Shannon met Dr. Sinead Dufour at a pelvic health workshop for yoga teachers as part of the MamaNurture prenatal yoga teacher training. It was through Sinead that Shannon discovered she had Diastasis. Shannon talks about how some of the yoga poses done after she gave birth were contributing to her condition.

Diastasis is not widely understood in prenatal and postnatal health. It has been falsely understood as the separation of the abdominal muscles (it is even implied in the name) when it is actually the overstraining or damaging of the linea alba tissue.

It was after giving birth to her twins that Sinead discovered significant gaps and misconceptions in the health care system and fitness community that left women without the tools needed to take care of the pelvic health. She felt strongly that she needed to be part of the solution.

Sinead has been a practising physiotherapist for about 15 years, with a PhD in Primary Health Care. Her extensive studies also include training in obstetrics and urogynecology. She is a professor in the Health and Science department at McMaster University and is the Director of Pelvic Health at The Womb.  

Among this episode’s points of discussion are: the role the linea alba plays in Diastasis, Dr. Sinead Dufour’s  leadership in up-and-coming research on DRA to establish common practice principles, and what can be done to prevent this condition.

[8:55] Sinead’s journey to becoming a leading Pelvic Health expert

[10:50] What is Diastasis? A common misconception about Diastasis.

[12:25] Linea alba’s role in pregnancy and Diastasis

[15:30] New study by top 22 Diastasis experts in Canada in order to establish practice principles experts can agree on

[18:10] Delphi Process with 3 phases setting the practice principles

[20:45] Diastasis related to manometric pressure system

manometric pressure system– the pressure system modulated by the core four, inclusive of the linea alba and the glottis (think the concept of intra-abdominal pressure)

[19:10] Dr. Sinead’s research study

[20:10] What experts are saying: what is Diastasis and how should we manage it?

[23:00] Prenatal – how can we prevent Diastasis?

  1. Avoid exercises that concentrically engage the superficial abdominal muscles such as crunches and sit-ups
  2. Emphasis on facilitating optimal co-activation of the deep inner unit
  3. Ensuring the core 4 are working together: pelvic floor, diaphragm, transversus abdominis and multifidus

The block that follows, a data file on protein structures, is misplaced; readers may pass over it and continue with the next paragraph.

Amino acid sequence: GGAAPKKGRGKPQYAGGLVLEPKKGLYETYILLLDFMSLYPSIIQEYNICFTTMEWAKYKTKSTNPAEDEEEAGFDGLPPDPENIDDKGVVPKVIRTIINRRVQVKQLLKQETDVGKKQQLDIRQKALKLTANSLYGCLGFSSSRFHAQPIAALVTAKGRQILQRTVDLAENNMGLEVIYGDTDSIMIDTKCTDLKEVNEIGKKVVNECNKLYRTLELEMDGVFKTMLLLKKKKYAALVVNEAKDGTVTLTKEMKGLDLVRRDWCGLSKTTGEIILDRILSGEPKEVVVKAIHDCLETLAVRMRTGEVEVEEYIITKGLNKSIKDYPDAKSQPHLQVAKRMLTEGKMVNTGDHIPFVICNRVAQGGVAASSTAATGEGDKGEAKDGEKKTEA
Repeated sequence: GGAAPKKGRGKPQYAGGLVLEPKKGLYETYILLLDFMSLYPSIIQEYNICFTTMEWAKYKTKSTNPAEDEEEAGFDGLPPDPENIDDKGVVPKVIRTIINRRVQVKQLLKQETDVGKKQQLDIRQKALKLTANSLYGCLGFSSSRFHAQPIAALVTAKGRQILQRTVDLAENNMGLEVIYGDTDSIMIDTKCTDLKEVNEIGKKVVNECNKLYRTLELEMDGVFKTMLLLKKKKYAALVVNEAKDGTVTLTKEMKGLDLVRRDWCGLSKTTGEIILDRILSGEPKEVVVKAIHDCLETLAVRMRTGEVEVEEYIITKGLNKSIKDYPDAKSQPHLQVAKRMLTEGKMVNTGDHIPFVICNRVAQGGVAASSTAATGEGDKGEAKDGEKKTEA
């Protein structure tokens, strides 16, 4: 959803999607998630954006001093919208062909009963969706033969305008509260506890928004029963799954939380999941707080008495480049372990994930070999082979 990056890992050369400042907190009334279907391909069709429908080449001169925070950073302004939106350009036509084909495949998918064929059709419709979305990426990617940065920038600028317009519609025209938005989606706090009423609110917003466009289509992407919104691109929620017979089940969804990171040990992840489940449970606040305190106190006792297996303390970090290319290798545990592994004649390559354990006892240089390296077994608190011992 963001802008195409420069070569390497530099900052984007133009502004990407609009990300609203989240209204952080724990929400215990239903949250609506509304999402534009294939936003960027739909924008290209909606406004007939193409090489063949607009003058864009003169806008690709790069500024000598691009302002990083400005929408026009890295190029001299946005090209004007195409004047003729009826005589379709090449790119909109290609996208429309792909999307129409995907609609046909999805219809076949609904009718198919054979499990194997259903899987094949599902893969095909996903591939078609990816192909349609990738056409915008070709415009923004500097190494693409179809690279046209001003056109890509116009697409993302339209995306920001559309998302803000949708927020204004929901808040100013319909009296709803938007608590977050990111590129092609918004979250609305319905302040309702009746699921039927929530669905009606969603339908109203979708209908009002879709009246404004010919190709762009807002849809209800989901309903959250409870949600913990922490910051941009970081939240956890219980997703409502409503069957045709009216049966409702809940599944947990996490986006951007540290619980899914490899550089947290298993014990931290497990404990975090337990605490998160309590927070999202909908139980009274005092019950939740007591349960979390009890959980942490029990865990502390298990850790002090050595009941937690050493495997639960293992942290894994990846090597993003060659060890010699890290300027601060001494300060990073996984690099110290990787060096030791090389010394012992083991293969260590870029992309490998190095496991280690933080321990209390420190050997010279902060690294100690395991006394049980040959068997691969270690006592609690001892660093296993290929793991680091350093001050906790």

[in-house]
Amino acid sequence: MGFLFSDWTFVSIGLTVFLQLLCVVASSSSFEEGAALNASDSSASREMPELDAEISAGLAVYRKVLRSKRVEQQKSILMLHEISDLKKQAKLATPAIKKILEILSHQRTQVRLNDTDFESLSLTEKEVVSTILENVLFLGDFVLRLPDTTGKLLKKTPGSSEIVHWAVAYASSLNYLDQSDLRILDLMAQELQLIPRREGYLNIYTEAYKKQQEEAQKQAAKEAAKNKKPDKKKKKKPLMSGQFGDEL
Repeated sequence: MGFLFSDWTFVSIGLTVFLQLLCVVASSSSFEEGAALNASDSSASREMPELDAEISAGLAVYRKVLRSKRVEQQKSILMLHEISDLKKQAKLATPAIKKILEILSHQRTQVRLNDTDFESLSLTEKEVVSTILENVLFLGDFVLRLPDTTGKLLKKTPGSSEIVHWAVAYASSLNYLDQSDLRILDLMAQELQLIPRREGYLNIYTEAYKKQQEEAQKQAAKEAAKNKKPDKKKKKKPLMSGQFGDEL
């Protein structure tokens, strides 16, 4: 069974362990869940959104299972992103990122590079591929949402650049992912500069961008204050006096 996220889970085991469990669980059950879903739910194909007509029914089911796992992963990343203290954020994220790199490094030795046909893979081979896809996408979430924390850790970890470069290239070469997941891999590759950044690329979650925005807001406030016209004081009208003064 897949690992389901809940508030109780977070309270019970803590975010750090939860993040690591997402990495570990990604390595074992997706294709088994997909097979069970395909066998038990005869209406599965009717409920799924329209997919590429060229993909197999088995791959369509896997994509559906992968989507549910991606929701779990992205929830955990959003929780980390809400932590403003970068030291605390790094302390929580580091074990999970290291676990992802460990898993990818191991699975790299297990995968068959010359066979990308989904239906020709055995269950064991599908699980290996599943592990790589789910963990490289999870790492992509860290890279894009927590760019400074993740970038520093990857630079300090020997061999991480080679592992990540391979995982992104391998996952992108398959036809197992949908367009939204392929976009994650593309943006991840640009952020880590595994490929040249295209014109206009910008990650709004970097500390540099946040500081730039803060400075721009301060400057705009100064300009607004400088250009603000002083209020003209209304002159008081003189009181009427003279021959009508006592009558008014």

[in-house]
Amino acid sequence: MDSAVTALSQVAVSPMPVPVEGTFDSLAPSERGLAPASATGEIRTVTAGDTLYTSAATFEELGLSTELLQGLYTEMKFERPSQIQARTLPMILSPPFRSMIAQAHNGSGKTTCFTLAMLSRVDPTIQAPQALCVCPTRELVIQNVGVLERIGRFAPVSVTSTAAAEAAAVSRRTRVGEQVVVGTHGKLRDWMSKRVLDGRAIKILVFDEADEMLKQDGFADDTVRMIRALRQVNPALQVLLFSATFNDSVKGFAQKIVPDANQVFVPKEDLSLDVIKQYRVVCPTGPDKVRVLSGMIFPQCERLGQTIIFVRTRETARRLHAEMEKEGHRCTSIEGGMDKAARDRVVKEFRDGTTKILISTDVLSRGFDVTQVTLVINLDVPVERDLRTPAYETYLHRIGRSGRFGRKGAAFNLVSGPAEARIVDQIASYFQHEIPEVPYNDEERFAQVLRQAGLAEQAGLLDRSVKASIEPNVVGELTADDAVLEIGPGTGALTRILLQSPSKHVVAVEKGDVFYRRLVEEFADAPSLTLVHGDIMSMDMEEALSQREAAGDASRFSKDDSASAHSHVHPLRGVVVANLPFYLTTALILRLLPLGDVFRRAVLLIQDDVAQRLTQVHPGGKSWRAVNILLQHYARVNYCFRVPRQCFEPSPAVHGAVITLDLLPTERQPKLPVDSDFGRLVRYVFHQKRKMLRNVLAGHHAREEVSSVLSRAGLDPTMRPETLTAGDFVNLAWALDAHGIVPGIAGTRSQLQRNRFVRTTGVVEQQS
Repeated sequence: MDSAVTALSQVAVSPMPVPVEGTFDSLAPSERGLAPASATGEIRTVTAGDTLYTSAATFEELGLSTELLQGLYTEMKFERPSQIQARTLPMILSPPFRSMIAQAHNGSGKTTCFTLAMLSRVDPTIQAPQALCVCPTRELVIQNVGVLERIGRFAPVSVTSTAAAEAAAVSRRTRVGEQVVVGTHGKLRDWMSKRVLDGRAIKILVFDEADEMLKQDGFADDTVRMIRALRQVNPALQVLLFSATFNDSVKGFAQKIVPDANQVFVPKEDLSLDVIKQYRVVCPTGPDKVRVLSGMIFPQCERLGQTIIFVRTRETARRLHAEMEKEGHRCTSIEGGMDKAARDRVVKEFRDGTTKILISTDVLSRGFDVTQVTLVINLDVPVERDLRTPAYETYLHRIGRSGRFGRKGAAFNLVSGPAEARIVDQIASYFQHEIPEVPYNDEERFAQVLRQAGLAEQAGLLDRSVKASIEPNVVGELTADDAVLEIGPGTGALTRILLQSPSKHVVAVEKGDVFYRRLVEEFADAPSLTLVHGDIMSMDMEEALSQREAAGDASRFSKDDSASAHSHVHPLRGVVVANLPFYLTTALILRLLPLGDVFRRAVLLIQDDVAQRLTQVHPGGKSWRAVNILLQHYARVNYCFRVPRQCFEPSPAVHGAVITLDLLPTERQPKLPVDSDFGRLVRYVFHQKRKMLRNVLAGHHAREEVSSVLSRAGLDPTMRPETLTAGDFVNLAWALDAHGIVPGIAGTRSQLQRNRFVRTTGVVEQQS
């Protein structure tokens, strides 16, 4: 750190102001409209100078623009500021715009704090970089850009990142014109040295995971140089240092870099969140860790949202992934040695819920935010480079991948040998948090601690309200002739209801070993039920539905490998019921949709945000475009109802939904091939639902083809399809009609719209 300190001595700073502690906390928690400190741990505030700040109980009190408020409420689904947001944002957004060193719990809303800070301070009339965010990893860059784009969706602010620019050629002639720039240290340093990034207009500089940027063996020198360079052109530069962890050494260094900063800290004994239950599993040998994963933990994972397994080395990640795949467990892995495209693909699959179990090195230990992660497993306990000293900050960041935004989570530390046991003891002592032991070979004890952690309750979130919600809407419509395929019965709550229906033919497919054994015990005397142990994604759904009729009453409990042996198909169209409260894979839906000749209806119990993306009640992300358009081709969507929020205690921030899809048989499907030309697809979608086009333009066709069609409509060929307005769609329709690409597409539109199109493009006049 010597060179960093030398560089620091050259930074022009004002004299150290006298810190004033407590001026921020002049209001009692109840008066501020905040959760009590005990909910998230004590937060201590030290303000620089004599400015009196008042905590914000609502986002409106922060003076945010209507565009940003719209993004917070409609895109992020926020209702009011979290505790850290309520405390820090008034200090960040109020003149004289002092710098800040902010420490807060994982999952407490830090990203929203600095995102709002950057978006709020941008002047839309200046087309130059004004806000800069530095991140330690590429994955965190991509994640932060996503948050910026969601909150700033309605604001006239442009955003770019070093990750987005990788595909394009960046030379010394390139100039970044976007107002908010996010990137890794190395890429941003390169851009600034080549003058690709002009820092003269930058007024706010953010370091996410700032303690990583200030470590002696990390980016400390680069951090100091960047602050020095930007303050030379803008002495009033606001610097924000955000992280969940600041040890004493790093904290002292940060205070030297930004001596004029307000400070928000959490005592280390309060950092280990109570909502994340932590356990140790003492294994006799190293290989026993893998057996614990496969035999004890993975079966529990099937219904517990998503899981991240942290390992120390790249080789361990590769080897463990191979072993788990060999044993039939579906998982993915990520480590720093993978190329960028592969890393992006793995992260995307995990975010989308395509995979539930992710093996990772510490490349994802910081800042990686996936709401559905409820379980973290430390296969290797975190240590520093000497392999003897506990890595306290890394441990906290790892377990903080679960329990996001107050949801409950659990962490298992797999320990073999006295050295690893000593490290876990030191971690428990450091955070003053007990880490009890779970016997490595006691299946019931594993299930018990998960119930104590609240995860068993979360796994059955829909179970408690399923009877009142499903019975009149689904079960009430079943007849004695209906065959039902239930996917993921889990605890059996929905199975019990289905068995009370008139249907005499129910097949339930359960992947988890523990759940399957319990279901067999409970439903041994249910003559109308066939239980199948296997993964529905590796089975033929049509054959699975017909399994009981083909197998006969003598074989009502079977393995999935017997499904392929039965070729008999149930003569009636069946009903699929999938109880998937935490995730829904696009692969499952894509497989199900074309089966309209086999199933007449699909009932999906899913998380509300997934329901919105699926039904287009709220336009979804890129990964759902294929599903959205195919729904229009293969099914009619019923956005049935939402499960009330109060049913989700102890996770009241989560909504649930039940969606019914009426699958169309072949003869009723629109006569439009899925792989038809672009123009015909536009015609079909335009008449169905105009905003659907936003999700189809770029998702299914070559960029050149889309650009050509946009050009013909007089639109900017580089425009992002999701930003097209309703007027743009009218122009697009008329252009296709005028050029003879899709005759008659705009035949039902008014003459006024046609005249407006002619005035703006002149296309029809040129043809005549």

4. Working synergistically
  5. Promoting effective, tension free diaphragmatic breathing
  6. More focus on diaphragmatic breath with ease — less extended belly breathing and more rib cage breath
  7. Emphasizing postures that reduce excessive strained intra-abdominal pressure
  8. Avoid plank pose while pregnant or straining on the toilet,(especially with breath holding).

Mosby’s Medical Dictionary, 9th edition. © 2009, Elsevier.

[25:15] Importance of continuous breath

[28:45] Encouraging students, not to breath hold (and why they may be doing so)

[31:00] Empowering language – What can students do instead of what can’t it do

[32:15] Listen to the body – pain or struggling in a pose

[33:05] Intrapartum (during childbirth) considerations

  1. Continuous breath – no Valsalva breath
  2. Avoiding a back lying position when possible

[37:35] Prenatal yoga teachers are the ones who can advocate, inform and empower those who are susceptible to diastasis or other pelvic health issues

[38:25] When to refer a yoga student to a pelvic floor physiotherapist

[40:00] Postpartum (4th trimester) – “critical healing period”

  1. Abstain from exercises that concentrically engage the superficial abdominal muscles
  2. Promote exercises that are not the same action as a crunch
  3. Every body is unique and so each person needs something different
  4. Watch for doming or invagination at linea alba during exercise
  5. Optimal load transfer at linea alba

[45:25] Later diastasis- watch out for doming or invagination (reverse doming)

[46:10] Front loading poses: bird dog, plank – when can we do these?

[47:30] Any incontinence issues – because Diastasis is a pelvic floor dysfunction

[48:50] How yoga can help with the internal pressure system and nervous system

[49:55] Autonomic nervous system tension affects the connective and visceral tissue

[50:45] Benefits of a yin yoga style

[51:40] Fertility yoga series at The Womb

[52:50] Increased inter-recti distance is normal in pregnancy

[53:45] Diastasis has nothing to do with the inter-recti distance (the width between the rectus abdominis muscles)

[57:20] How to test for Diastasis at home

[58:40] How a yoga teacher can help assess linea alba during a pelvic floor contraction

[1:00:25] Another Diastasis assessment- digital pelvic floor contraction (highlights how integrated the linea alba is with the pelvic floor)

[1:01:25] Yoga teachers are in a great position to get ahead of the curve to spread new information discovered through research (before it will be widely taught)

[1:05:50] Inter-recti distance as an assessment needs to be thrown out- as people get better and more functional the distance can actually increase proving that inter-recti is meaningless

[1:06:55] The general preface statement that will be published in their research document

[1:08:50] Preface statement for assessment of DRA

[1:10:10] How to work with Dr. Sinead Dufour

Links

The Womb

Find a Canadian Pelvic Health Specialist

Mama Nurture

Relevant TCYT Episodes:

007: Breath and Pelvic Health with Trisha Zinn

008: Core Breath and Pelvic Health with Kim Vopni

009: Kegals, Mula Banda and Pelvic Health with Shelly Prosko

The Connected Yoga Teacher Facebook Group

Gratitude to Our Sponsor — Schedulicity

Click on the images below to view the full Diastasis Recti documents